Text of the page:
On April 27, the firm completed an IPO, going public on the Toronto Stock Exchange, followed by an over-allotment on May 5, with total gross proceeds of CAD $184 million CAD. Thinkific issued 14,156,500 Subordinate Voting Shares at a price of $13 per share CAD. As at June 30, 2021, Thinkific’s issued and outstanding share capital consisted of 76,705,247 shares.
During its 2021 second quarter Thinkific launched its App Store as a marketplace for course creators. The store connects developers who can create and sell custom applications with course creators who may wish to enhance their course offerings beyond Thinkific’s core platform.
The company also introduced Thinkific Payments in July, simplifying business management for course creators.
Mogo announces plans for free stock trading platform
FinTech firm Mogo plans to launch a free stock trading platform that it expects will go live by the end of 2021. The Vancouver startup announced the platform that it will call MogoTrade while reporting its second quarter 2021 results.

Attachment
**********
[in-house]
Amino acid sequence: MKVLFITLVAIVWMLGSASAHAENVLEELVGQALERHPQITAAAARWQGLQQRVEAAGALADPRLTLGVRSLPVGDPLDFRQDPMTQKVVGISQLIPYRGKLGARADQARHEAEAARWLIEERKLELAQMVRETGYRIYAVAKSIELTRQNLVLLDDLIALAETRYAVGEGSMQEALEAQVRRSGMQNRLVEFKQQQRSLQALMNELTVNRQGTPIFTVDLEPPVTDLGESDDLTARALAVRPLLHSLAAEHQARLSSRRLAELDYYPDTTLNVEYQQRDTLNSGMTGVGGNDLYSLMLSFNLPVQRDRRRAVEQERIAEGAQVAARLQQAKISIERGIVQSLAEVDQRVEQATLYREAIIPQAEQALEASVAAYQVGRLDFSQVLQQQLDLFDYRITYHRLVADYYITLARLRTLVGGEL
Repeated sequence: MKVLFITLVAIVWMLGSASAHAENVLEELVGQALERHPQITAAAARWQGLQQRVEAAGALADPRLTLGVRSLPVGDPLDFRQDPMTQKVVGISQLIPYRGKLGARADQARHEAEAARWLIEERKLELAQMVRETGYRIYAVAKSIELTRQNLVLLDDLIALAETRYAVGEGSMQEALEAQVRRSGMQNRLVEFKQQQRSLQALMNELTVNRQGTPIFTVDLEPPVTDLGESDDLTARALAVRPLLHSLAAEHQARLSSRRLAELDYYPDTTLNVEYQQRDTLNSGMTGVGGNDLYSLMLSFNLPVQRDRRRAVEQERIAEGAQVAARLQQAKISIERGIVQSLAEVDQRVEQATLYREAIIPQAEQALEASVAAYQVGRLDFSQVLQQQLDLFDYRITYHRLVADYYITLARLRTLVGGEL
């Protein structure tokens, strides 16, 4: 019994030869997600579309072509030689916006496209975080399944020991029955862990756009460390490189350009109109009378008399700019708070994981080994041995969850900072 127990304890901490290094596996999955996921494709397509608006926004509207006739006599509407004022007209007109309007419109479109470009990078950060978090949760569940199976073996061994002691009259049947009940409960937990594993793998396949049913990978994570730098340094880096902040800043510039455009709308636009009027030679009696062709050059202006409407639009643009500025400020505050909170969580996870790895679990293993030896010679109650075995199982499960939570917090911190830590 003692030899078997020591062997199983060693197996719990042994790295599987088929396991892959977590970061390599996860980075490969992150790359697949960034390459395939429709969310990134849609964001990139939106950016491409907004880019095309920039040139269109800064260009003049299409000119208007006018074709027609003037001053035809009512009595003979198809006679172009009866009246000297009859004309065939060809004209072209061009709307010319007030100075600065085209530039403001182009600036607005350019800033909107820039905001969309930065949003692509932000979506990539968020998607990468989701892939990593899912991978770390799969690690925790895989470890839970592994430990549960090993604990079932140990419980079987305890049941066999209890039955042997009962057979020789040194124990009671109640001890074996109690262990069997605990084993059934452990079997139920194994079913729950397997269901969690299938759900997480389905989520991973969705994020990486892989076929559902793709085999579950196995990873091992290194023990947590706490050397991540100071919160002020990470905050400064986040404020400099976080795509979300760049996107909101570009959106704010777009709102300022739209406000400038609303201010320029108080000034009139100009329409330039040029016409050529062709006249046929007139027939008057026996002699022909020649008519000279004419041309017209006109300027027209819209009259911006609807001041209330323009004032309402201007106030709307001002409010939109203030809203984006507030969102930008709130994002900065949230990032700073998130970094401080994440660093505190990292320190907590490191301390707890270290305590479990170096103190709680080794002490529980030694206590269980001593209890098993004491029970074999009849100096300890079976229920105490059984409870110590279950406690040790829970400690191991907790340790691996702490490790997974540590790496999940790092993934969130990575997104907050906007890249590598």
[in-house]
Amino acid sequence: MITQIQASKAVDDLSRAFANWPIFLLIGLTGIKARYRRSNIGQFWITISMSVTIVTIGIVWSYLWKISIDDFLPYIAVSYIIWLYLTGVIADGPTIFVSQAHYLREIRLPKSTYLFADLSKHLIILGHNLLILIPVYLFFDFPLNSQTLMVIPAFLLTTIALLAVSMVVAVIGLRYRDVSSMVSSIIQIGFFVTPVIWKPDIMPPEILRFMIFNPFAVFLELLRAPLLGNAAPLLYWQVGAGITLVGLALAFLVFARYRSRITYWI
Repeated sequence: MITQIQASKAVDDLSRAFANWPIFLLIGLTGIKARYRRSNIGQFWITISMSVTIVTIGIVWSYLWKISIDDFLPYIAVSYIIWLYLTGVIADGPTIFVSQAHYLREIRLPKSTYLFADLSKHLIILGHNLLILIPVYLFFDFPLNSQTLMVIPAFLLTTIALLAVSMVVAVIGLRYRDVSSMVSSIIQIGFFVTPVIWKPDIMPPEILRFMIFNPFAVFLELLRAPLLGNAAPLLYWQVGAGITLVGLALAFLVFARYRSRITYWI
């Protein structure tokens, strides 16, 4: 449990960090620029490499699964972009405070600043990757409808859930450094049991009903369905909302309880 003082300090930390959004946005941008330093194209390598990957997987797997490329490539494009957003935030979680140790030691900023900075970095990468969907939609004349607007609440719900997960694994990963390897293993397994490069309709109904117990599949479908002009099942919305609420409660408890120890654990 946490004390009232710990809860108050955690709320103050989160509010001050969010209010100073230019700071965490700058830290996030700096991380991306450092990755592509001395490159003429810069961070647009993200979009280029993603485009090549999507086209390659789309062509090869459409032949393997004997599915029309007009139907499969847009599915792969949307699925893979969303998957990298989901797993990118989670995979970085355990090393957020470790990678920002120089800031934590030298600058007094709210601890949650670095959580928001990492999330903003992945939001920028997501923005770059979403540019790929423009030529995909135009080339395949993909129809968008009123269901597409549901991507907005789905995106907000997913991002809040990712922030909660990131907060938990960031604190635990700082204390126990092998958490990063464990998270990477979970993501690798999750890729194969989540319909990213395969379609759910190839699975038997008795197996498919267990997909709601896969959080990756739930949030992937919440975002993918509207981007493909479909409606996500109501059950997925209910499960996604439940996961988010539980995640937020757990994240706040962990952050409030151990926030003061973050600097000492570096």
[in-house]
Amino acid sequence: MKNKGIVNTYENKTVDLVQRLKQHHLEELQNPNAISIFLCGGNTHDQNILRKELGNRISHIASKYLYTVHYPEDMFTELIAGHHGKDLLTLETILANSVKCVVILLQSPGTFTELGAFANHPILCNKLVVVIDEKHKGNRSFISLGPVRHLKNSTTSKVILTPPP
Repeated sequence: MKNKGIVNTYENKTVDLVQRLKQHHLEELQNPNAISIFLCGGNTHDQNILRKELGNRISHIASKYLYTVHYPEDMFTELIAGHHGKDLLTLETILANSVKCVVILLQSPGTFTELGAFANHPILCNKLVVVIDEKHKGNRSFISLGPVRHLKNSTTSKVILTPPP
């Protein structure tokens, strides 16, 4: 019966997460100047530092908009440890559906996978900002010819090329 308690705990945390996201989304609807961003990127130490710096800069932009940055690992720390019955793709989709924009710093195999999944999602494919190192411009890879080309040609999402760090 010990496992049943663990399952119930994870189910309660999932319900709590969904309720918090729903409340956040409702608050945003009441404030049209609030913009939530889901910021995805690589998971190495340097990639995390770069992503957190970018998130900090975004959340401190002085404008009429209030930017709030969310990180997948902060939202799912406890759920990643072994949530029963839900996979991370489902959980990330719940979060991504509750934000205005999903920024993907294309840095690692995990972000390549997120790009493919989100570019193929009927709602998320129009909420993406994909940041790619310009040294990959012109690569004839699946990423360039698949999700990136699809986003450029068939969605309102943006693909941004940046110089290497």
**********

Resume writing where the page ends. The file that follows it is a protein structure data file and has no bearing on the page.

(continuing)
Year-over-year, Mogo’s revenue increased 29 percent to $13.7 million CAD, while subscription and services revenue growth bounced upward, 81 percent year-over-year to a record $8.2 million.
The company’s adjusted EBITDA showed a loss of $3 million compared to a gain of $5.2 million in the same period last year. Mogo noted the decrease derived primarily from a significant increase in product and technology development for its upcoming trading platform, MogoTrade.
David Feller, Mogo’s founder and CEO, said MogoTrade, along with an expanded wealth management offering in 2022 “will greatly expand our market opportunity and revenue potential in 2022 and beyond.”
In the last quarter, Mogo pursued a strong acquisition strategy, beginning with a 39 percent equity investment (along with certain option and warrant rights) in Coinsquare, a digital asset trading platform.
In May, Mogo completed the acquisition of Moka, a saving and investing app, and entered into a binding letter of intent followed by a definitive share purchase agreement in July to acquire Fortification Capital Inc, a Canadian registered investment dealer.
Feature photo courtesy of Dialogue